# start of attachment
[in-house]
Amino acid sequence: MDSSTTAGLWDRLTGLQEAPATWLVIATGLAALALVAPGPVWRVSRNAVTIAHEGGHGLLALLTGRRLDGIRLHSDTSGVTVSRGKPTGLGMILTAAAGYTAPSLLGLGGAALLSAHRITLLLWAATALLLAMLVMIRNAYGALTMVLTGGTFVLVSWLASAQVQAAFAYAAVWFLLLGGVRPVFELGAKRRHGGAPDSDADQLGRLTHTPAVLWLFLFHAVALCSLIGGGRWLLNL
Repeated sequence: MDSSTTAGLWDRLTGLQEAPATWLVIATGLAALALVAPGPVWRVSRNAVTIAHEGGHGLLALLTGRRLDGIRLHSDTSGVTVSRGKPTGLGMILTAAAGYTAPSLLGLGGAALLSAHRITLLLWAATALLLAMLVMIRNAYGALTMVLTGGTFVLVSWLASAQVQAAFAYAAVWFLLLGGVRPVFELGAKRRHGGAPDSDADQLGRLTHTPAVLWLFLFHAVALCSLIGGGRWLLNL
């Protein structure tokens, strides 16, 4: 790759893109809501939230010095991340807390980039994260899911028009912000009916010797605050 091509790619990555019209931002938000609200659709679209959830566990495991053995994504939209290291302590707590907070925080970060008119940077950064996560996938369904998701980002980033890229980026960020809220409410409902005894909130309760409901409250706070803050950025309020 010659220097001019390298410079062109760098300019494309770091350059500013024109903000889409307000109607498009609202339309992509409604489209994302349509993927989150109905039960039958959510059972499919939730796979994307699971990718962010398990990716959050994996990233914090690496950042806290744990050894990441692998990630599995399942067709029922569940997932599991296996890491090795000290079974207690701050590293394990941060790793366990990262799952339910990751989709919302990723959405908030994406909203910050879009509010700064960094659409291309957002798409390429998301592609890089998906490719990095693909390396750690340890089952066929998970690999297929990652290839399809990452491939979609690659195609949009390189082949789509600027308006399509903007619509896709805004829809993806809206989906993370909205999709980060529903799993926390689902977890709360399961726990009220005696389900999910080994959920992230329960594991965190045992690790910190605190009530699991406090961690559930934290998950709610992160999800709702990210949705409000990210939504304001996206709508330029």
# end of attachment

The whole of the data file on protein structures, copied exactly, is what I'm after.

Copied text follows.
[in-house]
Amino acid sequence: MDSSTTAGLWDRLTGLQEAPATWLVIATGLAALALVAPGPVWRVSRNAVTIAHEGGHGLLALLTGRRLDGIRLHSDTSGVTVSRGKPTGLGMILTAAAGYTAPSLLGLGGAALLSAHRITLLLWAATALLLAMLVMIRNAYGALTMVLTGGTFVLVSWLASAQVQAAFAYAAVWFLLLGGVRPVFELGAKRRHGGAPDSDADQLGRLTHTPAVLWLFLFHAVALCSLIGGGRWLLNL
Repeated sequence: MDSSTTAGLWDRLTGLQEAPATWLVIATGLAALALVAPGPVWRVSRNAVTIAHEGGHGLLALLTGRRLDGIRLHSDTSGVTVSRGKPTGLGMILTAAAGYTAPSLLGLGGAALLSAHRITLLLWAATALLLAMLVMIRNAYGALTMVLTGGTFVLVSWLASAQVQAAFAYAAVWFLLLGGVRPVFELGAKRRHGGAPDSDADQLGRLTHTPAVLWLFLFHAVALCSLIGGGRWLLNL
């Protein structure tokens, strides 16, 4: 790759893109809501939230010095991340807390980039994260899911028009912000009916010797605050 091509790619990555019209931002938000609200659709679209959830566990495991053995994504939209290291302590707590907070925080970060008119940077950064996560996938369904998701980002980033890229980026960020809220409410409902005894909130309760409901409250706070803050950025309020 010659220097001019390298410079062109760098300019494309770091350059500013024109903000889409307000109607498009609202339309992509409604489209994302349509993927989150109905039960039958959510059972499919939730796979994307699971990718962010398990990716959050994996990233914090690496950042806290744990050894990441692998990630599995399942067709029922569940997932599991296996890491090795000290079974207690701050590293394990941060790793366990990262799952339910990751989709919302990723959405908030994406909203910050879009509010700064960094659409291309957002798409390429998301592609890089998906490719990095693909390396750690340890089952066929998970690999297929990652290839399809990452491939979609690659195609949009390189082949789509600027308006399509903007619509896709805004829809993806809206989906993370909205999709980060529903799993926390689902977890709360399961726990009220005696389900999910080994959920992230329960594991965190045992690790910190605190009530699991406090961690559930934290998950709610992160999800709702990210949705409000990210939504304001996206709508330029």